We acted for a client who was the victim of clinical negligence while on a cruise. Her claim was governed by the Athens Convention. The defendant cruise liner was also the supplier of a package holiday within the meaning of the Package Tours, Package Holidays and Package Travel Regulations 1992.
Our client suffered a fall on the deck of the ship and, despite several consultations, the ship doctor failed to diagnose a displaced fracture to the neck of the femur. She was given crutches and was in significant pain for the remainder of the cruise.
According to the Athens Convention, a passenger must prove that the incident which gives rise to the injury occurred during the carriage and was due to the fault or neglect of the carrier, its servants or agents acting in the course of their employment (Article 3). It was necessary for us to demonstrate that the conduct of the ship doctor, judged against that of a reasonably competent UK registered practitioner, albeit working within the confines of the limited on board medical resources, fell below the expected standard.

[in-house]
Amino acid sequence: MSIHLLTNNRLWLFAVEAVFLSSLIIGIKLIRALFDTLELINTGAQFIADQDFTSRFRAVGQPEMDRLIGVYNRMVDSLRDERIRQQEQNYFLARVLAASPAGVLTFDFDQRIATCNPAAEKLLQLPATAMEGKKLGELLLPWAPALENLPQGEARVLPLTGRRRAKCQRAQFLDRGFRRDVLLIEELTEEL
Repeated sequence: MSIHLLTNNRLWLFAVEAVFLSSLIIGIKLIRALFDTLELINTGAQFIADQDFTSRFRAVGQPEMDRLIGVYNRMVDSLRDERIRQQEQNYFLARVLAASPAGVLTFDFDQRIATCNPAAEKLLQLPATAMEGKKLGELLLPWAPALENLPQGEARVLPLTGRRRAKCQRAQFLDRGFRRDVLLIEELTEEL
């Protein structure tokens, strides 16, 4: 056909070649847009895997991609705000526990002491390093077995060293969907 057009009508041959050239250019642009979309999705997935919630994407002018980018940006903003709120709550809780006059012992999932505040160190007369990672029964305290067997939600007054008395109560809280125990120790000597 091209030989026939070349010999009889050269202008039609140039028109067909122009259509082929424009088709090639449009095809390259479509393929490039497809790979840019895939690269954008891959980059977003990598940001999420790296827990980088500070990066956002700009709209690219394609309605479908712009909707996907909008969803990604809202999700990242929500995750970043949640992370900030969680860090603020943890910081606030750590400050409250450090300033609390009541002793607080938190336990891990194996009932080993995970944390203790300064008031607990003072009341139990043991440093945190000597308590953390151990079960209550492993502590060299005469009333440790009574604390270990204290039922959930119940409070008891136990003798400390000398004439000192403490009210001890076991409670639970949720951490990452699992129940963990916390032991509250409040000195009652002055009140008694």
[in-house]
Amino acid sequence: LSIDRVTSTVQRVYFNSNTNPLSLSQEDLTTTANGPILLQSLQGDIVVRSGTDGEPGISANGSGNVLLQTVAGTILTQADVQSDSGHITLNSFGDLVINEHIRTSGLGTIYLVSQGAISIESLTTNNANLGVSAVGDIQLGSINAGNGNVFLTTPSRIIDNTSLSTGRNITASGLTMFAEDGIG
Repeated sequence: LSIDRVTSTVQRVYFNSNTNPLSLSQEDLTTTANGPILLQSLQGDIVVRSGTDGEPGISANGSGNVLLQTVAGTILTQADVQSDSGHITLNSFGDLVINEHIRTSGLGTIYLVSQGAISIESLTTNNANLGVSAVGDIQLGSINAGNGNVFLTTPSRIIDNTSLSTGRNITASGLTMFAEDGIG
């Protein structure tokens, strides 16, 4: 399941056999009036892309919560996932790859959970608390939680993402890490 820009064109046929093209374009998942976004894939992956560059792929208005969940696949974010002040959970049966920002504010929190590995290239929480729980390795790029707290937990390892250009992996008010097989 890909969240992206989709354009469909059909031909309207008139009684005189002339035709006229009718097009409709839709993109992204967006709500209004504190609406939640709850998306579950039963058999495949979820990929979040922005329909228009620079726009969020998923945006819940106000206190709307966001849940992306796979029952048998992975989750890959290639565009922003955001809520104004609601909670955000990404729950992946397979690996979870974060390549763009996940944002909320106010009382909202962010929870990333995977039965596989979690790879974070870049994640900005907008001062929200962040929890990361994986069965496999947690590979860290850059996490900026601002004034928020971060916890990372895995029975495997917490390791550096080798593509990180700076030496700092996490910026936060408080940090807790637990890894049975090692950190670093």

We obtained medical evidence from an English doctor who was of the view that the ship doctor had failed in his duty, and should have diagnosed the fracture. We sent a letter of claim to the defendant, Carnival, and subsequently agreed a negotiated sum of damages without the need to issue proceedings.